Six Essential Elements of Pressure Ulcer Prevention 1.Admission Assessment 2.Reassess Daily 3.Inspect Skin Daily 4.Manage Moisture 5.Optimize Nutrition and Hydration 6.Minimize Pressure
“By combining routine activities in a protocol such as a “pressure ulcer prevention protocol,” staff can complete multiple tasks while in the room every two hours and document them all at once.” Provide supplies at the bedside of each at-risk patient who is incontinent. This provides the staff with the supplies that they need to immediately clean, dry, and protect the patient’s skin after each episode of incontinence. Provide under-pads that pull the moisture away from the skin, and limit the use of disposable briefs or containment garments if at all possible. Provide pre-moistened, disposable barrier wipes to help cleanse, moisturize, deodorize, and protect patients from perineal dermatitis due to incontinence. 4. Manage Moisture: Keep the Patient Dry and Moisturize Skin
“Location, location, location: Getting your incontinence care process bedside Yields reduction in skin injury”- Tory Schmitz, RN,MSN CCRN, CNAA-BC The Methodist Hospital, Houston TX Used both Comfort Bath ® and Shield Barrier Cloths Placed product at patient bedside Compliance to appropriate incontinence care increased from 76% to 97% IAD prevalence dropped from 15% to 0
“Location, location, location: Getting your incontinence care process bedside Yields reduction in skin injury”- Tory Schmitz, RN,MSN CCRN, CNAA-BC The Methodist Hospital, Houston TX
OSF St Francis – 710 beds, Level 1 Trauma, Magnet, 25,000 admits. SOS Program: OR Skin Assessment; new skin prevention protocol-Shield Barrier Cloths. 9/ % baseline incidence rate of PS’s. 12/ % incidence rate. “Premoistened, disposable barrier wipes…..” “Save our skin: Initiative cuts pressure ulcer incidence in half” Courtney BA, Ruppman JB, Cooper HM, Save our skin: Initiative cuts pressure ulcer incidence in half. Nursing Management. Apr 2006;37(4):36-45
New CMS Guidelines: If It’s Not POA, We Won’t Pay Conditions No Longer Covered: 1.Pressure Ulcers 2.Vascular and Urinary Tract Infections from Catheters 3.Mediastinitis (a SSI from heart surgery) 4.Falls 5.“Never Events” –Objects left in body during surgery –Air embolisms –Blood incompatibility Federal Register, Vol 72, No.162, August 8, 2007
MANDATORY POA Tracking: 10/1/07 Non-Payment: 10/1/2008 What’s “POA?” 48 Hours According to CMS, what percent of Pressure Ulcers are avoidable? If POA, Stage III and IV pressure ulcers receive payment Stage I or II pressure ulcers will not receive payment even if they progress to a Stage III or IV 100%! What you NEED to Know: Federal Register, Vol 72, No.162, August 8, 2007
“An Economic Evaluation of Four Skin Damage Prevention Regimens in Nursing Home Residents with Incontinence” By Donna Bliss, Cindy Zehrer, Kay Savik, Graham Smith and Edwin Hedblom Key Economic Findings: Barrier Average (Per episode – applied every time): $0.23 Skin Care Product Costs Average (Per episode – applied every time): $.30 Average Labor Costs (Per episode – when barrier and cleanser applied every time): $.64 Total Average Costs (Per episode – when barrier and cleanser applied every time): $1.17* Average Cost for Shield Per episode – when barrier and cleanser applied every time): $.90** *Excludes average per episode supply cost of $.53 for gloves, 2 disposable wipes, 2 cloth washcloths, 1 absorbent pad, 1 brief, 1 underpad **Based on 3 cloths per episode, $.30 per cloth - Nix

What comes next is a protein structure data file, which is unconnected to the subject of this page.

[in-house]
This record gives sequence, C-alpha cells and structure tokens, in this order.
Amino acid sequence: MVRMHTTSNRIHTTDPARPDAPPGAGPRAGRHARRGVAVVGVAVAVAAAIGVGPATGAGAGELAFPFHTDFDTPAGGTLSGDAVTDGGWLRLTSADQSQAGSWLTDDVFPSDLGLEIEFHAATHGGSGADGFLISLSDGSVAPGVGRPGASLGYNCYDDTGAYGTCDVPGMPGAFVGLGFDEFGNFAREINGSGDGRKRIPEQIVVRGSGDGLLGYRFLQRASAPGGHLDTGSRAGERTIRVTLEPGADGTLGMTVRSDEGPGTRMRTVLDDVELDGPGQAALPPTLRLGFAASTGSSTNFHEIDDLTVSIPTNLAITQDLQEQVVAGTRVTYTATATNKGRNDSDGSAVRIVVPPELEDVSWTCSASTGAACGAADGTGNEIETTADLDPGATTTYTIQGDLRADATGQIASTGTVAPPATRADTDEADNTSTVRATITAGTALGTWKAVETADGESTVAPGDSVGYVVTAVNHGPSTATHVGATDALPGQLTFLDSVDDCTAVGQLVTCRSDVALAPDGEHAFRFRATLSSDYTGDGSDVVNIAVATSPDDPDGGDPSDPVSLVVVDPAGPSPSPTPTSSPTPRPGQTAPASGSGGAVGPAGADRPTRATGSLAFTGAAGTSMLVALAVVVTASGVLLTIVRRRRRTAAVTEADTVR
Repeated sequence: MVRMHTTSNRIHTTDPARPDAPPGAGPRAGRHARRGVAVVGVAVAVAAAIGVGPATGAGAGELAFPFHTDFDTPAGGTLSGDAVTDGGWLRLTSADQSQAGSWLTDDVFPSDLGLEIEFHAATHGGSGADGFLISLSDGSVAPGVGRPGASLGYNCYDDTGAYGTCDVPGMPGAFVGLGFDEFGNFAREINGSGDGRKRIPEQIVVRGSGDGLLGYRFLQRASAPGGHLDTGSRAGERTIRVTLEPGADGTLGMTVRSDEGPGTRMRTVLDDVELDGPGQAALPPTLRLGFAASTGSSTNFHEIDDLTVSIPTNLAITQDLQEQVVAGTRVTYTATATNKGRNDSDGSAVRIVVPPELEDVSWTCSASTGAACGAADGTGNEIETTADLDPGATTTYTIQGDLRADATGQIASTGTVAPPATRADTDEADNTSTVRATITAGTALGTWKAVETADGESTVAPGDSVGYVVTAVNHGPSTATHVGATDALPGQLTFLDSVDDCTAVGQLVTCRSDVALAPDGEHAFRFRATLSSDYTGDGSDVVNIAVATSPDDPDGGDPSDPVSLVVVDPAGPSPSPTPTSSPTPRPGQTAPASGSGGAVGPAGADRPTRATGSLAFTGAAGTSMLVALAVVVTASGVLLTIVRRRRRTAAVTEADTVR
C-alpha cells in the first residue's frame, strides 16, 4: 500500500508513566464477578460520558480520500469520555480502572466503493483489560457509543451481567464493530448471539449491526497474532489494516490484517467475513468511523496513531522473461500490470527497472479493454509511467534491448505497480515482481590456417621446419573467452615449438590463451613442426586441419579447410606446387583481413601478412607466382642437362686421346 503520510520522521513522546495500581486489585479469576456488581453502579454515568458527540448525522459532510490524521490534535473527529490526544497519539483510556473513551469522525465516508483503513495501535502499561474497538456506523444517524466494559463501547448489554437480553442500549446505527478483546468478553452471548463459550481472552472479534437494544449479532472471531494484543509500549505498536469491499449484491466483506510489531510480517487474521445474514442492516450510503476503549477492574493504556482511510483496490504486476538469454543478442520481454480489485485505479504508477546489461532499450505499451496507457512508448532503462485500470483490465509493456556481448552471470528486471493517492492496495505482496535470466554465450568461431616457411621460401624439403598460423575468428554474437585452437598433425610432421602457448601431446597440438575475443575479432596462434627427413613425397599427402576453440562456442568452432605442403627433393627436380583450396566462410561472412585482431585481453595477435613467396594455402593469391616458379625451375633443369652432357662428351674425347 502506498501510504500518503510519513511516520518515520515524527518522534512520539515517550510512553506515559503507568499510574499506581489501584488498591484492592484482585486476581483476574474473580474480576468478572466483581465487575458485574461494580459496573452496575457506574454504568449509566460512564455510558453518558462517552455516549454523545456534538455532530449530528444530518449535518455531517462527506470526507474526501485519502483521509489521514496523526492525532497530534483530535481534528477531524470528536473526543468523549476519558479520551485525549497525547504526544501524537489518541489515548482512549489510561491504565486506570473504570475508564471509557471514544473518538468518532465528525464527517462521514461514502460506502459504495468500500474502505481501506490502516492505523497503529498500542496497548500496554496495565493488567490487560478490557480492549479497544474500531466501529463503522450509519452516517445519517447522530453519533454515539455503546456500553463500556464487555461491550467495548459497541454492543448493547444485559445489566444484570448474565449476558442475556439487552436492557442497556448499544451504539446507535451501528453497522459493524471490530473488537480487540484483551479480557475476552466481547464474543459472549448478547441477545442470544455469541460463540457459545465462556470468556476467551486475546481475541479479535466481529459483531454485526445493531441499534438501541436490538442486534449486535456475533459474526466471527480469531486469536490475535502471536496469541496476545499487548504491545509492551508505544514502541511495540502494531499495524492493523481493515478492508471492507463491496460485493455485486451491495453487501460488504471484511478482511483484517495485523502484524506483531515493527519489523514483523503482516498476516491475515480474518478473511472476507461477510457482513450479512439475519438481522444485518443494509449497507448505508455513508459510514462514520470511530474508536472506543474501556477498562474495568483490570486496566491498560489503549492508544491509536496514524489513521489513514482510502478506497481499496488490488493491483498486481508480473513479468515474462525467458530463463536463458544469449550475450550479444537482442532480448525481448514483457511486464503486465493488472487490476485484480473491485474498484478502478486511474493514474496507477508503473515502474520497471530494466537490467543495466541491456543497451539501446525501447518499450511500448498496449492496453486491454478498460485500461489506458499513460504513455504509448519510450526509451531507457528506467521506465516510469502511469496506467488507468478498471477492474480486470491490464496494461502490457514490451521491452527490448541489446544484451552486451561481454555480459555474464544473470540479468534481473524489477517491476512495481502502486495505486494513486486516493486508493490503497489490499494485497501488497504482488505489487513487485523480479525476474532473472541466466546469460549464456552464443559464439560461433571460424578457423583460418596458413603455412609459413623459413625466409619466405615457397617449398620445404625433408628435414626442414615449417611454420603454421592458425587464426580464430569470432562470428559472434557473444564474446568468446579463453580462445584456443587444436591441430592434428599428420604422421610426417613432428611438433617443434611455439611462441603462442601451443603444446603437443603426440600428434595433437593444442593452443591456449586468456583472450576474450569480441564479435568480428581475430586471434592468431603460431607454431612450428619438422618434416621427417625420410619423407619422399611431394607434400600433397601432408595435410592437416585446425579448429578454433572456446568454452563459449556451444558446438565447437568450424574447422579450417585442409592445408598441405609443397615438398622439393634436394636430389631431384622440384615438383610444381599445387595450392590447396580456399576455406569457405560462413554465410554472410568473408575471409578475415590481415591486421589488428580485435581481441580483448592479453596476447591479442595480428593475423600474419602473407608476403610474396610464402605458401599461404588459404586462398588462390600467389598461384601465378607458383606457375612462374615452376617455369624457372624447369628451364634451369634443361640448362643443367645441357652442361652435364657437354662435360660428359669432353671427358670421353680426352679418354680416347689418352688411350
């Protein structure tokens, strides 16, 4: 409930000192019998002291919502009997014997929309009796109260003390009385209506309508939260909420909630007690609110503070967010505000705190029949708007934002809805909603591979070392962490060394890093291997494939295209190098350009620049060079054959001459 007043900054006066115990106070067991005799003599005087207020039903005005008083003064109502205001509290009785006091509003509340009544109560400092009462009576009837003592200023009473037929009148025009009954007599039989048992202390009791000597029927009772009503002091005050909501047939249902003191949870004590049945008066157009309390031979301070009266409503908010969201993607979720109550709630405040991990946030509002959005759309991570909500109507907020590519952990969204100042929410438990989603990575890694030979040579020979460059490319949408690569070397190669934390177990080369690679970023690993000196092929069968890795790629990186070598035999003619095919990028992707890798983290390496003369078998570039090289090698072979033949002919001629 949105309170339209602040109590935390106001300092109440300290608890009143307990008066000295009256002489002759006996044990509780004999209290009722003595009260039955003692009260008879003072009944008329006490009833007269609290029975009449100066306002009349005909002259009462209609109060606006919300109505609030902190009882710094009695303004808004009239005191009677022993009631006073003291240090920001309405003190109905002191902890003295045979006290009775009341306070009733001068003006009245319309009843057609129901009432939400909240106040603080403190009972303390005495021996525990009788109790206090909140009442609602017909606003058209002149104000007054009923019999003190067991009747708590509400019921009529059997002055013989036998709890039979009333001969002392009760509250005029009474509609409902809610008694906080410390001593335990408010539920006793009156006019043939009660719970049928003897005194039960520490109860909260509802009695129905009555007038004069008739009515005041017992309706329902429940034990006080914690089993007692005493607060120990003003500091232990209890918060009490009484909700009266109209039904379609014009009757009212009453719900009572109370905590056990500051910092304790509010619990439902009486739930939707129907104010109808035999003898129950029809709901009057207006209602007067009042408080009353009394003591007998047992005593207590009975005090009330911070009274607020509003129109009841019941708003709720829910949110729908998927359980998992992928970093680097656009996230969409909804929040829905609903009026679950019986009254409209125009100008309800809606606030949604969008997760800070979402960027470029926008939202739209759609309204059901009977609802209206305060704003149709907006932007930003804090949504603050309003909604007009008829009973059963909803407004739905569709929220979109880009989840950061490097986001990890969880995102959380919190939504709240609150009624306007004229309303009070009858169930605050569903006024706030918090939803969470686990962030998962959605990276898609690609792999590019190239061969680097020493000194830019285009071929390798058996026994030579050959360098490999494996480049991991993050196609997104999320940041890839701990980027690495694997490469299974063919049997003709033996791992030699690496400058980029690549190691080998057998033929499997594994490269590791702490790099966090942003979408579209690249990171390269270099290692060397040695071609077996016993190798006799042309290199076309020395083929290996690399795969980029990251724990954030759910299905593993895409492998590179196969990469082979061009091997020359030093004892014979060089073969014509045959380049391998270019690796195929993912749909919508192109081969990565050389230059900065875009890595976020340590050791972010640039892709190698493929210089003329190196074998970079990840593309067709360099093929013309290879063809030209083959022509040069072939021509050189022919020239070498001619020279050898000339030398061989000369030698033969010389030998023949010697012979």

Provide the Supplies at the Bedside
Why Comfort Shield Barrier Cloths? 1.One-step process. 2.Eliminates process variation between caregivers. 3.Reduces the impact of one of the major risk factors associated with pressure ulcer development which is incontinence. 4.Evidence-based clinical outcomes. 5.Less IAD consults 6.Cost effective: Comfort Shield average cost per day per patient =.29 per cloth x 9 washcloths = $2.64 / vs. traditional incontinence care products at $5.19 per day.
* others include: Healthpoint, 3M, Fougera, Derma Sciences, etc. INCONTINENT OINTMENTS & BARRIERS Smith+Neph ew Coloplas t ConvaTe c Medlin e Sage Calmosept ine others* 42.4%42.4%17.6%17.6%8.6%8.6%15.8%15.8%5.3%5.3%3.3%3.3% <2% each Annual 2011 Market Source: GHX Trend Report (Dollars) 2 nd Quarter, 2011 Hospital; Annual market represents last 4 quarters of data
Market Review - Shield *Source: Inpatient admissions and LOS for US and Canada per 2006 HCUP Nationwide Inpatient Sample (NIS) and 2006 Canadian Institute for Health Information (CIHI). Rates calculated on assumption of 20% of inpatient incontinence (Junkin) with 3 episodes per day, 3 $.31 per cloth. Shield sales figures: Sage Sales from September 2007 – August 2008 Potential Shield Market $113 M Market Available: 75% Shield Sales* $28.5 M Current Market Capture: 25%
“At least daily, staff should remain alert to potential changes in the skin condition and should evaluate and document identified changes. For example, a resident’s complaint about pain or burning at a site where there has been pressure or a nursing assistant’s observation during the resident’s bath that there is a change in skin condition should be reported so that the resident may be evaluated further.” Who is Focused on Skin Breakdown? CMS State Operations Manual, F314 Centers for Medicare & Medicaid Svcs, CMS Manual System, Pub State Operations, Provider Certification, Appendix PP Guidance to Surveyors for LTC Facilities, F314 §483.25(c) Pressure Sores, Monitoring (Rev. 4, Issued/Effective ). Dept of Health & Human Svcs, Transmittal 12, 14 Oct 2005:145 (available at new.cms.hhs.gov/transmittals/downloads/R12SOM.pdf).
“One key to preventing skin breakdown is to keep the perineal skin clean and dry. Research has shown that a soap and water regimen alone may be less effective in preventing skin breakdown compared with moisture barriers and no-rinse incontinence cleansers.” Who is Focused on Skin Breakdown? CMS State Operations Manual, F315 Centers for Medicare & Medicaid Svcs, CMS Manual System, Pub State Operations, Provider Certification, Appendix PP Guidance to Surveyors for LTC Facilities, F314 §483.25(c) Pressure Sores (Rev. 4, Issued/Effective ) and F (d) Urinary Incontinence, Skin-Related Complications (Rev.8, Issued/Effective ). Dept of Health & Human Svcs, Transmittal 12, 14 Oct 2005:131,180 (available at new.cms.hhs.gov/transmittals/downloads/R12SOM.pdf).